Report Analyzes Construction Pollution Impact in California

Dec 05, 2006

In California, pollution from construction equipment in 2005 was responsible for an estimated 1,132 premature deaths, nearly 183,000 lost work days, 1,086 hospitalizations, and $9.1 billion dollars in annual costs, according to a new report from the Union of Concerned Scientists (UCS). Nine out of every ten construction-related health effects in California have occurred in the state’s five most populated air basins.

“Construction pollution is taking a heavy toll on the health of all Californians,” said Don Anair, author of the report and a Clean Vehicles Engineer in UCS’s Berkeley, California office. “Construction equipment being used to build our hospitals shouldn’t be responsible for filling them up.”

The report, Digging up Trouble: the Health Risks of Construction Pollution in California, is the first to quantify the consequences of construction pollution on California’s health and economy. The methodology, based on established government methods, is conservative and does not represent all potential damage associated with diesel pollution.

The study includes regional analyses of Construction Risk Zones in the five areas most affected by construction pollution. UCS researchers combined city population densities with a statewide database of construction permits to identify the Risk Zones, areas where the presence of construction activity significantly raises the risk of exposure to pollution.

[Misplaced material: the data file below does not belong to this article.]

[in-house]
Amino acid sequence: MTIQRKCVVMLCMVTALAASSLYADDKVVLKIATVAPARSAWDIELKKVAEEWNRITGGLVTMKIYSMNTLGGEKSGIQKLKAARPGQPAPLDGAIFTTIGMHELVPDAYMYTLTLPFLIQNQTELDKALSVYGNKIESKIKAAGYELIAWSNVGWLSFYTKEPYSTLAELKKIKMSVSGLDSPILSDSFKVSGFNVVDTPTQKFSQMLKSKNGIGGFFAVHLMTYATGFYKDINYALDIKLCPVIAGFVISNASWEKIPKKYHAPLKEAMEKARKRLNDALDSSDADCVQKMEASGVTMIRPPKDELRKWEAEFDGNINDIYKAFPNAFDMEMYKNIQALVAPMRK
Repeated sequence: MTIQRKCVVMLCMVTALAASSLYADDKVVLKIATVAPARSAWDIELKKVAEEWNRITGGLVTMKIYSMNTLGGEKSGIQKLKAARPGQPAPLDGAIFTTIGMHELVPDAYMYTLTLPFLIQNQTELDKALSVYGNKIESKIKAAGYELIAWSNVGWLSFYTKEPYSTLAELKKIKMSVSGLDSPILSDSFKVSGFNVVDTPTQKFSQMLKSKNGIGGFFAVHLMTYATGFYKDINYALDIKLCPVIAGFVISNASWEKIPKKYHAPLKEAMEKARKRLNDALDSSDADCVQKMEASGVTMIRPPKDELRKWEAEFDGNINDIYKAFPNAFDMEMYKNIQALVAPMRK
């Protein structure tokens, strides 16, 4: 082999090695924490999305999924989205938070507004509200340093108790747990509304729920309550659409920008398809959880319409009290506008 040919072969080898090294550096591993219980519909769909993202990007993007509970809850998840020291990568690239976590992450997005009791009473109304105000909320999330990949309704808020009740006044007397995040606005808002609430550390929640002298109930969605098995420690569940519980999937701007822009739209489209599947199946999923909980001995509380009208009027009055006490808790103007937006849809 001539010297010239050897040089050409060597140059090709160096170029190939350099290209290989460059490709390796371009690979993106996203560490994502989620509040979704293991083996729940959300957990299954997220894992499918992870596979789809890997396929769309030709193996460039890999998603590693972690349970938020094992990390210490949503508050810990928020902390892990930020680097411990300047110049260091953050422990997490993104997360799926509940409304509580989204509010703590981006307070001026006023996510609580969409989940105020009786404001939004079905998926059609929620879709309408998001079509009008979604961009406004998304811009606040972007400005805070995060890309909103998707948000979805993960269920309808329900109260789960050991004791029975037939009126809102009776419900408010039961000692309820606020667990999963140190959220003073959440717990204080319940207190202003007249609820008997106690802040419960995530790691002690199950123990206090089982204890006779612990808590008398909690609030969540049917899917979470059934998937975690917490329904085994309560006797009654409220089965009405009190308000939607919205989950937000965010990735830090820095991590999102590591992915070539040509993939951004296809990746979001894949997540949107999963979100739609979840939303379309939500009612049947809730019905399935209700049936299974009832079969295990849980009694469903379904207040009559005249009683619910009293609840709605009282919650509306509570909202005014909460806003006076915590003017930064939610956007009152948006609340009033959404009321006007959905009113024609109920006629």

Lagging engine standards and long equipment life make construction equipment one of the largest sources of diesel pollution in the state. Today, the average excavator emits in one hour as much particle matter as a new big rig tractor-trailer traveling 1,100 miles. The Environmental Protection Agency adopted emissions standards for new engines in 2004, but benefits from federal regulations will not be fully realized until some time after 2030 because construction equipment lasts for decades.

Phasing out the oldest, most polluting equipment, installing new engines and retrofitting other engines with clean technologies could significantly reduce diesel emissions. California’s Air Resources Board is developing a regulatory measure to cut diesel emissions from existing construction equipment, but the construction industry is resisting such rules.

“Reducing diesel engine pollution is one of the most cost-effective strategies for cleaning up the air, with benefits outweighing the costs by a factor of ten-to-one” Anair said. “But equipment owners need a push to start investing in clean, affordable technology available today to reduce costly construction pollution.”

Source: Union of Concerned Scientists

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